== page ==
Ireland to host Women’s Rugby World Cup in ‘statement of intent’
Running costs of €3.5m expected with funding likely from North but not the State
Irish Rugby ambassador Fiona Coghlan, Ireland Women head coach Tom Tierney, IRFU chief executive Philip Browne and team captain Niamh Briggs at the announcement that Ireland will host the 2017 tournament. Photograph: Dan Sheridan/Inpho
The Women’s Rugby World Cup is coming to Ireland in August 2017.
The University College Dublin campus, and possibly Donnybrook’s 4G pitch, will host the 12-nation pool stages before a 175km journey to Belfast, where Queen’s university and eventually the Kingspan Stadium will host the semi-finals and final.
The expected cost of running the tournament is €3.5 million, which pales in comparison with previous sporting events on this island, such as the 2003 Special Olympics or 2006 Ryder Cup at the K Club.
“England and France both reaped massive rewards from hosting the last two World Cups,” said Briggs, who in March led Ireland to their second Six Nations title in three years.
“They got a massive amount of girls playing rugby a year or two afterwards. For us we’ve got to utilise that to the best of our ability.”
This idea was initially floated during last August’s tournament in the isolated Paris suburb of Marcoussis, where the French rugby centre of excellence is situated. At the time Limerick was mentioned as the host city but the IRFU, as a 32-county sporting body, felt it essential to enter a cross-border bid.
Last year’s tournament shifted into Paris and 12,000 capacity Stade Jean-Bouin for the latter stages. Ireland famously beat favourites New Zealand in the pool stages only to lose their semi-final to eventual champions England.
The circumstances exist for UCD-Belfast to put on a superior event to Marcoussis-Paris as the campus provides on-site accommodation, in close proximity to Dublin city, before switching to the newly renovated Kingspan Stadium and its 18,196 capacity.
The IRFU never sought to host a major rugby tournament until recently revealing their bids in both the men’s (2023) and women’s game.
“It’s a statement of intent on our part,” said IRFU chief executive Philip Browne. “Number one, that we are willing to support world rugby and its international programme. Number two, it shows us as a 32-county sport that is able to operate across the border and operate as a single unit.”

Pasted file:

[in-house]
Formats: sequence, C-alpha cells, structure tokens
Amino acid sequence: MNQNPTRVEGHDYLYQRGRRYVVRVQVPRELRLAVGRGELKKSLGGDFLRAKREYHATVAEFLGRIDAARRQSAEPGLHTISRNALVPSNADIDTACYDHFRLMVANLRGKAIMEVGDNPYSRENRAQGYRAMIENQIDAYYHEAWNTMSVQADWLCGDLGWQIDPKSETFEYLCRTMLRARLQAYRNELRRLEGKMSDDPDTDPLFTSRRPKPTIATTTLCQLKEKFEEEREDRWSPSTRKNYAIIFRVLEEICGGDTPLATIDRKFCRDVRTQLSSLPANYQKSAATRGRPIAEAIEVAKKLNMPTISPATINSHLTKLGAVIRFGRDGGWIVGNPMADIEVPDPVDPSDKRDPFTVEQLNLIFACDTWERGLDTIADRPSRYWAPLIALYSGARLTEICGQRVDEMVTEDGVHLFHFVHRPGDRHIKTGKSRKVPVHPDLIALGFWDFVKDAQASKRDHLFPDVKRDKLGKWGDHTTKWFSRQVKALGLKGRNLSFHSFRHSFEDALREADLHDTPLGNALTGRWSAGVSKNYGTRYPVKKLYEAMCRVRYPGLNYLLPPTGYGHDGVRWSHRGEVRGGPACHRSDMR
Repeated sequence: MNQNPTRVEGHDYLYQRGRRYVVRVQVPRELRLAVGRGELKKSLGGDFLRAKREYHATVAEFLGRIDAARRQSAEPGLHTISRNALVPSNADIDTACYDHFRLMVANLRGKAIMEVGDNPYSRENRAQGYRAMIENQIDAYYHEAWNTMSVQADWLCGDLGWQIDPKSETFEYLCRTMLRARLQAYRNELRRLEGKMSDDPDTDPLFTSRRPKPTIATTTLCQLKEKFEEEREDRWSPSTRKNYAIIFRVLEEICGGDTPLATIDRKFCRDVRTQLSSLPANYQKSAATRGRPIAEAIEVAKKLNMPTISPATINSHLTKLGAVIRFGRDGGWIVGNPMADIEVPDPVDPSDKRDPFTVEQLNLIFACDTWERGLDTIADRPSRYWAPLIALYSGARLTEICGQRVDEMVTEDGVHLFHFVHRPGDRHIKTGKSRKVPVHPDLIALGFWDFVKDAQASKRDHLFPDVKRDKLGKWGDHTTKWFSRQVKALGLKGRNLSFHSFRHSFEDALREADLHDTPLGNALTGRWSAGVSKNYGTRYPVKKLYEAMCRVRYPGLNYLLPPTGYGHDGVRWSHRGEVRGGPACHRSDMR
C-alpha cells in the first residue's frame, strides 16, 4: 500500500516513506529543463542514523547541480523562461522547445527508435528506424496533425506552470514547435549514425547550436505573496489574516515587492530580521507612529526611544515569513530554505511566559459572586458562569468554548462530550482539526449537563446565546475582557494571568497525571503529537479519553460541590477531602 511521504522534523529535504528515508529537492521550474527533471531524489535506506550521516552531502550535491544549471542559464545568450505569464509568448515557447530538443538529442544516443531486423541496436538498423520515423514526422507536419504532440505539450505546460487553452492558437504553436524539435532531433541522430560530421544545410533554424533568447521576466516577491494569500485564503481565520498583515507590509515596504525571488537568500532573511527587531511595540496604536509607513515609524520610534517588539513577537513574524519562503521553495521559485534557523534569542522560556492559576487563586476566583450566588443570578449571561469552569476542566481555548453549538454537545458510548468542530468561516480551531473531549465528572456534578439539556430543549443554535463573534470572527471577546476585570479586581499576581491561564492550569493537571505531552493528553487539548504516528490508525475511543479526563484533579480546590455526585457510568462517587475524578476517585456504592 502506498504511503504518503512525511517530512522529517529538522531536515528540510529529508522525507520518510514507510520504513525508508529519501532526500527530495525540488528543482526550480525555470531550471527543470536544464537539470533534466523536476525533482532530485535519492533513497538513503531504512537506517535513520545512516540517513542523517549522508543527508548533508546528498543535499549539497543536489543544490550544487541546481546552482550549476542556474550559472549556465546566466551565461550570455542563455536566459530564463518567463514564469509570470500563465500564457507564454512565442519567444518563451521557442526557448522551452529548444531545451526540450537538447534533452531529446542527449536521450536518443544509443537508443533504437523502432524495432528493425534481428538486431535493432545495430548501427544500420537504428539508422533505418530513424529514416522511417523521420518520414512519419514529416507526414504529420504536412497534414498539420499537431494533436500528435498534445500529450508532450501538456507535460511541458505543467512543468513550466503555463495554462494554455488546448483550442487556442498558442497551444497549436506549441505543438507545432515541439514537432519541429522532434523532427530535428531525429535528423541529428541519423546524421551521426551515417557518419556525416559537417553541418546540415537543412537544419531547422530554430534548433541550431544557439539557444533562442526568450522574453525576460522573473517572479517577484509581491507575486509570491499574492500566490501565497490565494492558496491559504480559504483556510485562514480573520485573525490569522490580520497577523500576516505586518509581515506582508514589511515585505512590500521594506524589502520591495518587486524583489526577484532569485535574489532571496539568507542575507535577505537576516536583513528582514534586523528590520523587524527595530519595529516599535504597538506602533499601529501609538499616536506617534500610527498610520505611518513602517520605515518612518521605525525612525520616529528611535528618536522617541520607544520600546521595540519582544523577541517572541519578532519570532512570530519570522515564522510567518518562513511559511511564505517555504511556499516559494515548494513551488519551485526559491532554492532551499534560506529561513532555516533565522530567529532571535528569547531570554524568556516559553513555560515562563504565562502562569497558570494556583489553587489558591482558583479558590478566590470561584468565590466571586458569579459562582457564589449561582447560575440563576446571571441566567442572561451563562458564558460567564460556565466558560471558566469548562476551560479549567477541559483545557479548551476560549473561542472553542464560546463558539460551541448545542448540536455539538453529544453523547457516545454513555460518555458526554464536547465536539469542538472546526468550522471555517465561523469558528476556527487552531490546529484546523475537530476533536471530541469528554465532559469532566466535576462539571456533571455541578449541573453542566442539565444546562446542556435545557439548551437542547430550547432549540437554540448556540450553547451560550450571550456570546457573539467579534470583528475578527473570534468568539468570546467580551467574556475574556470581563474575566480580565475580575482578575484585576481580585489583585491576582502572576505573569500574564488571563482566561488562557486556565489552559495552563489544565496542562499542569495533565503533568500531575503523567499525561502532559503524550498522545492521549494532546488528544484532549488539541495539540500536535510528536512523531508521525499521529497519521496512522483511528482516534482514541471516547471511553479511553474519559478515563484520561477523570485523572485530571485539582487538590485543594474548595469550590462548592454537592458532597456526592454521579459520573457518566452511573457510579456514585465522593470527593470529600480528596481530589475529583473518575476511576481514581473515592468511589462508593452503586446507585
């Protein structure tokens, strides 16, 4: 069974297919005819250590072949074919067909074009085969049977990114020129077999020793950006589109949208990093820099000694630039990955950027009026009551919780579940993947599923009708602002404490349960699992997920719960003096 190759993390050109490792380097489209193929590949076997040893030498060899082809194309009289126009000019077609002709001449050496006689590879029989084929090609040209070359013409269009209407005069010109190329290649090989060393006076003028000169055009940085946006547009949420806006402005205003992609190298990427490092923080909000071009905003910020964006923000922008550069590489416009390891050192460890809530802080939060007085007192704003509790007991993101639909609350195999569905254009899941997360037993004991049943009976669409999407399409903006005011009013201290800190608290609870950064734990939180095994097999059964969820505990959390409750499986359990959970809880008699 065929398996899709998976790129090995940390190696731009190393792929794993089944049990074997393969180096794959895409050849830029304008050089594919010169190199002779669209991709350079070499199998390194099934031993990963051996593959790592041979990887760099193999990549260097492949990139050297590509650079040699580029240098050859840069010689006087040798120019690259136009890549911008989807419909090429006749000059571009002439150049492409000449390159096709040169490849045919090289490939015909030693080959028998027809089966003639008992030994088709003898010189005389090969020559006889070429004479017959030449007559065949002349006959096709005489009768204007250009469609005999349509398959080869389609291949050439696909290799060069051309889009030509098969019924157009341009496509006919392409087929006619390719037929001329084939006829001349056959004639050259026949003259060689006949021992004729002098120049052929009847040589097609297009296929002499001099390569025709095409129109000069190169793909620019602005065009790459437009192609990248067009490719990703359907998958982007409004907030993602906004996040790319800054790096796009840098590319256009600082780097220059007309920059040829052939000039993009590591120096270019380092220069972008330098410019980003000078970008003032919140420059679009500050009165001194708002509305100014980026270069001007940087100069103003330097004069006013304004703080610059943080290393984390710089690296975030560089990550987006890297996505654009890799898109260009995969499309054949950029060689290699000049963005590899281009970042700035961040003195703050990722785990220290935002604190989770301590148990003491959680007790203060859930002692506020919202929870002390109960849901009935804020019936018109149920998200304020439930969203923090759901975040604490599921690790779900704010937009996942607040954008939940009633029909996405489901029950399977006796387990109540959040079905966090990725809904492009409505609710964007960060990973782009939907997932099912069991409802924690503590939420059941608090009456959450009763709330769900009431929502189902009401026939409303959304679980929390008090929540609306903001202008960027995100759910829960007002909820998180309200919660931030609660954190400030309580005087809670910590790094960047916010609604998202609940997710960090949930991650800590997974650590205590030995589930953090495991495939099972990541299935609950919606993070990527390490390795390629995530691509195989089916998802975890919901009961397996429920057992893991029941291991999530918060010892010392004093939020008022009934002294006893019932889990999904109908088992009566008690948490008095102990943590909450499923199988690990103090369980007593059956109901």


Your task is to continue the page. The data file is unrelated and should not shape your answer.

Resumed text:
The union will shoulder €1.5 million of the tournament’s total cost with €950,000 coming from governing body World Rugby while the Northern Ireland Assembly have given “strong indications” of additional financial support. However, the Government in the Republic are unlikely to become financially involved.
“This doesn’t fall into the criteria for Fáilte Ireland,” explained Browne.
“It’s not a big enough sporting event to bring a sporting grant in the Republic of Ireland.”
The union’s load should be further offset by sponsors, hence the imminent announcement of a tournament director.
“We have somebody lined up and I hope we can announce him in the next couple of weeks,” said Kevin Potts, the union’s chief operating officer, who is also overseeing the 2023 World Cup bid.
“In the run up to the tournament it will require 78 people, part-time and full-time staff, so our immediate appointment will be a full-time tournament director and about a year out we will start adding to that.
“We have to use our existing resources but we should be able to do that. It will be a partnership with World Rugby.”
Conveniently, World Rugby head offices are based in Dublin.
“At the moment we have strong indications that we will have financial support from the North [the Northern Ireland Assembly],” Potts continued. “We are in discussions with the Government down here also. Remember the Government are funding a big chunk of the Rugby World Cup 2023 bid.”
This tournament, although not comparable due to the vast difference in scale, is a precursor to what the IRFU, and GAA for that matter, hope will result in a successful bid for the men’s World Cup.
This appears to be a far more challenging task with South Africa guaranteeing an aggressive rival. The 1995 hosts and champions also held the 2010 soccer World Cup and missed out to Japan for 2019.
That looks a far more complicated process, which hasn’t even officially begun.
“We can’t get carried away with ourselves,” Briggs added at Wednesday’s announcement.
“We still have to work incredibly hard. We still have two Six Nations campaigns before that. We also have girls trying to qualify for an Olympics. Today is great but if you think that far ahead time will run away from you.”